Some months ago, I removed the “My Trading” tab from the site because it was just too confusing to look at and too time consuming to maintain. The old version tracked several different FX trading accounts that I was running; one for each strategy. So there was an account for carry trading, another one for pure fundamentally based trading, one for my tick density signals, and so on. Very unwieldy!
So over the past week, I’ve consolidated all of those accounts into one, and am currently developing a consolidated trading plan which incorporates all of my various research-backed trading tools into a single approach. That’s the account I’ll be tracking on the new “My Trading” tab.
I’ll be tracking the performance on a compounded weekly return basis, net of deposits and withdrawals. Huh? Ok, so here’s what that means.
The account starts at a nominal equity value (NEV) of 100% at the beginning of the first week, which was the week ended 10/1/2016. For each week, the profit is equal to:
Ending Value – Starting Value – Deposits + Withdrawals
Obviously, a negative number is a loss. The return for the week is:
To get the new NEV, I just multiply the prior week’s ending nominal equity value by:
(100% + Return)
This approach eliminates the confusion caused by using actual dollar amounts and having to constantly adjust for deposits and withdrawals. It shows what a theoretical account would have returned over time without any deposits or withdrawals.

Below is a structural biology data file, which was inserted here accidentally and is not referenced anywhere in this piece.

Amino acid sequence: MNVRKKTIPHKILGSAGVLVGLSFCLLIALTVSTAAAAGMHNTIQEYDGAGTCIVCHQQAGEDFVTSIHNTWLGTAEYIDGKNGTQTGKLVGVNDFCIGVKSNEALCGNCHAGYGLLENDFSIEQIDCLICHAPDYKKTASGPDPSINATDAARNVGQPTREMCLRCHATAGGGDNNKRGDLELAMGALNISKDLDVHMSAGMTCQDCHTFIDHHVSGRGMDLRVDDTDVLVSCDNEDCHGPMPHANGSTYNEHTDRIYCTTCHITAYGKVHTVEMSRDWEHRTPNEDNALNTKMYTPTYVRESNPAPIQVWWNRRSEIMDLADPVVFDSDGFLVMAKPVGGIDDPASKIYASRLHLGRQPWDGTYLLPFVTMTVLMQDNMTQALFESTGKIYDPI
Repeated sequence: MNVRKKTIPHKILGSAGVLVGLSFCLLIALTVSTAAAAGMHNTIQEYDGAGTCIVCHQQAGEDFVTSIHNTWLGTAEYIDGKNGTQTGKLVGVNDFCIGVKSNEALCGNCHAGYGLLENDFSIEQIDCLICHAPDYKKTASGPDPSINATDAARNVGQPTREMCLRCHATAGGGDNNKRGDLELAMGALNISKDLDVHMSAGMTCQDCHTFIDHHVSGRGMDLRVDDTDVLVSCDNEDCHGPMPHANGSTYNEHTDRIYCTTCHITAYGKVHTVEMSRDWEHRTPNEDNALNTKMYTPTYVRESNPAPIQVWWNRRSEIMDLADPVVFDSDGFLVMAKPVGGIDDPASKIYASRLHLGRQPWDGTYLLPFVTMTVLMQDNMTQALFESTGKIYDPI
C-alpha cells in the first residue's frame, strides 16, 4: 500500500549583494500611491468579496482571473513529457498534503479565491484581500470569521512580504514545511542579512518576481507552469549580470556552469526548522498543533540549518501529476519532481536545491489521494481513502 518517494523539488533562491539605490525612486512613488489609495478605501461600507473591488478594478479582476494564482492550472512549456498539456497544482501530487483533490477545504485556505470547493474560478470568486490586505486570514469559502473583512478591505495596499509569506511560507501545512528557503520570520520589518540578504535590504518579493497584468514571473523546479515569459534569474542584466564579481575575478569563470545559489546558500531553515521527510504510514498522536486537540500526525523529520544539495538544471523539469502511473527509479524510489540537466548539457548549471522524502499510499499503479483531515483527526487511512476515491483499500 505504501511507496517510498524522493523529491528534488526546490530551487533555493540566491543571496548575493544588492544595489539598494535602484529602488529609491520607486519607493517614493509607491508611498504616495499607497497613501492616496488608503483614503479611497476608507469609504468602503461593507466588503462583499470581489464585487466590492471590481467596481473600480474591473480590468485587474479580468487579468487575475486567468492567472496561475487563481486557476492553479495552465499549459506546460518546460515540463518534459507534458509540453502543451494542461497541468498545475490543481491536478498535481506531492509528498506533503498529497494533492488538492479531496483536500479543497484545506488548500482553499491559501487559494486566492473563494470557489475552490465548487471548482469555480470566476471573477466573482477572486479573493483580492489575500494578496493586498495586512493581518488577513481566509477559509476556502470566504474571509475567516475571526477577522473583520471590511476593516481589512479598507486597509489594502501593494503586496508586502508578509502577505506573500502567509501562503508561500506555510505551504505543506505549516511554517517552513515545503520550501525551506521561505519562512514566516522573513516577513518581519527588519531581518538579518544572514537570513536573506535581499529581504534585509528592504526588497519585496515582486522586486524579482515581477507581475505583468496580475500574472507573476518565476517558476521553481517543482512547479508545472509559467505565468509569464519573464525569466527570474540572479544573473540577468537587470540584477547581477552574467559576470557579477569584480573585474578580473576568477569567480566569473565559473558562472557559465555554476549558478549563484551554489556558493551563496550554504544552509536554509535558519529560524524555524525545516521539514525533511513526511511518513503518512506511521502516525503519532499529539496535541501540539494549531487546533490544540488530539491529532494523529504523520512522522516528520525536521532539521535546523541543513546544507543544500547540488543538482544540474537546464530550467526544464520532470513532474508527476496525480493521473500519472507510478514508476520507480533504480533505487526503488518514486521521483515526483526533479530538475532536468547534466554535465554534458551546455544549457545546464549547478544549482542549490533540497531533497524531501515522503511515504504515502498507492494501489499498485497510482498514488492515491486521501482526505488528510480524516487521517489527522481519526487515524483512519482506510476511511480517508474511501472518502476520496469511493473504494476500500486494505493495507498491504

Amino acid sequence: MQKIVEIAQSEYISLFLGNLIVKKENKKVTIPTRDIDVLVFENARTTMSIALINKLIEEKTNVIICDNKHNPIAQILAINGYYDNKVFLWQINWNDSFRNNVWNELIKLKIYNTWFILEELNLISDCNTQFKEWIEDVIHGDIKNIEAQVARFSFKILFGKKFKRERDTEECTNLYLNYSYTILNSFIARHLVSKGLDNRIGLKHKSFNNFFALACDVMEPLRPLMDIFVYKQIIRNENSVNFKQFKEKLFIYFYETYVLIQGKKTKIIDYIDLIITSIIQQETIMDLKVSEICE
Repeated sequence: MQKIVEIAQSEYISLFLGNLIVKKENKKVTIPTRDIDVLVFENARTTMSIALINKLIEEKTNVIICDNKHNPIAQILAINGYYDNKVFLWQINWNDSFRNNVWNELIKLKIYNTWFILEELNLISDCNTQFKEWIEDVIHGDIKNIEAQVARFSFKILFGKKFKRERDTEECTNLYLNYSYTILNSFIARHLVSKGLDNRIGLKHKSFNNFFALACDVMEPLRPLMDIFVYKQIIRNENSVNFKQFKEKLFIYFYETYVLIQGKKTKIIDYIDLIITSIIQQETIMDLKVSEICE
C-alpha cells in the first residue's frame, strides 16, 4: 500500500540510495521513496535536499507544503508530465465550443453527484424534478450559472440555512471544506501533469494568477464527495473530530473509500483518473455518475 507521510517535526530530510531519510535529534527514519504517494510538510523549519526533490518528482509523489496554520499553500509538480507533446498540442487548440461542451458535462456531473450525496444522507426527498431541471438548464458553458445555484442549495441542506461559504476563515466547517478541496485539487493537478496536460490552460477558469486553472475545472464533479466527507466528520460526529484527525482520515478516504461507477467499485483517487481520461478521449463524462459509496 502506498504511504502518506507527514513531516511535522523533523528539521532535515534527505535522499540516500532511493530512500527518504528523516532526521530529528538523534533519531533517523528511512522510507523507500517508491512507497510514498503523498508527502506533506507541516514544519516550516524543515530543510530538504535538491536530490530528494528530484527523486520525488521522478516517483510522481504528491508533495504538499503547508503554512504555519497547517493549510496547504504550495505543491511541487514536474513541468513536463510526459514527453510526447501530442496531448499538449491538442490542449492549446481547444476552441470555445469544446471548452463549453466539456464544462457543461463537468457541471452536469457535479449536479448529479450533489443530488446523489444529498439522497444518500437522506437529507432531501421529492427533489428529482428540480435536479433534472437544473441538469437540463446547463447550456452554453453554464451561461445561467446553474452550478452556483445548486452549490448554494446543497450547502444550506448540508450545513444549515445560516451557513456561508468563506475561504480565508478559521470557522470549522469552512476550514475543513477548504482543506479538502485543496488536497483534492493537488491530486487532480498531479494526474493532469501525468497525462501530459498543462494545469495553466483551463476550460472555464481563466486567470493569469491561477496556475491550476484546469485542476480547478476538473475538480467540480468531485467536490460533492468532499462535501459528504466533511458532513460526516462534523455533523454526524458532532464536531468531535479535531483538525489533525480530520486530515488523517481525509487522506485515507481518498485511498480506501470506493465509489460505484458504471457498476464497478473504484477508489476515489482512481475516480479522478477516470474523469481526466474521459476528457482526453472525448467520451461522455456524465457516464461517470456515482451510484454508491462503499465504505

Here’s an example.
Suppose I actually start the account with $1000. The initial NEV is 100%. During the first week, I don’t make any deposits or withdrawals, and the ending value is $990. My profit is:
$990 – $1000 – $0 + $0, or a $10 loss.
The return is -10/1000 = -1%.
The new NEV is 100% x (100% – 1%) = 99%
During the next week, I deposit $100 and the account value at the end of the week is $1080. My actual profit is:
$1080 – $990 – $100 + $0 = -$10 (another $10 loss! boo!)
The return is -10/990 = -1.01%.
The new NEV is 99% x (100% – 1.01%) = 98%
So even though the actual account value increased by $90, the NEV decreased from 99% to 98%, reflecting the actual trading loss on the initial value for the week. Continuing, let’s say I have a good week, but I have to withdraw more than I made due to unexpected expenses or something. So I withdraw $200, and the account value at the end of the week is $960. The actual trading profit is:
$960 – $1080 – $0 + $200 = $80 (yay me!)
The return is 80/1080 = 7.41%.
The new NEV is 98% x (100% + 7.41%) = 105.26%
So this time, the actual dollar value of the account went down, but the NEV went from 98% up to 105.26%, reflecting the actual stellar trading performance for the week.
So now, compare this to a theoretical account with no deposits or withdrawals, starting with the same $1000. A 1% loss after the first week would have brought the account to $990. A 1.01% loss in the second week would have brought the account to $980. Finally, a 7.41% return on that $980 in the third week would have brought the account to $1052.62, or 105.26% of its original value of $1000.
As you can see, we come out with the same percentage return over time. The advantage of just tracking percentage returns like this is that we eliminate the confusion of adjusting dollar amounts for deposits and withdrawals (and things like carry interest and dividends as well).
So that’s how the chart on the new “My Trading” tab is constructed. Right now, I’m still in the first week, so there’s no chart up yet. I’ll put it up next week.
So until then…keep pipping up!
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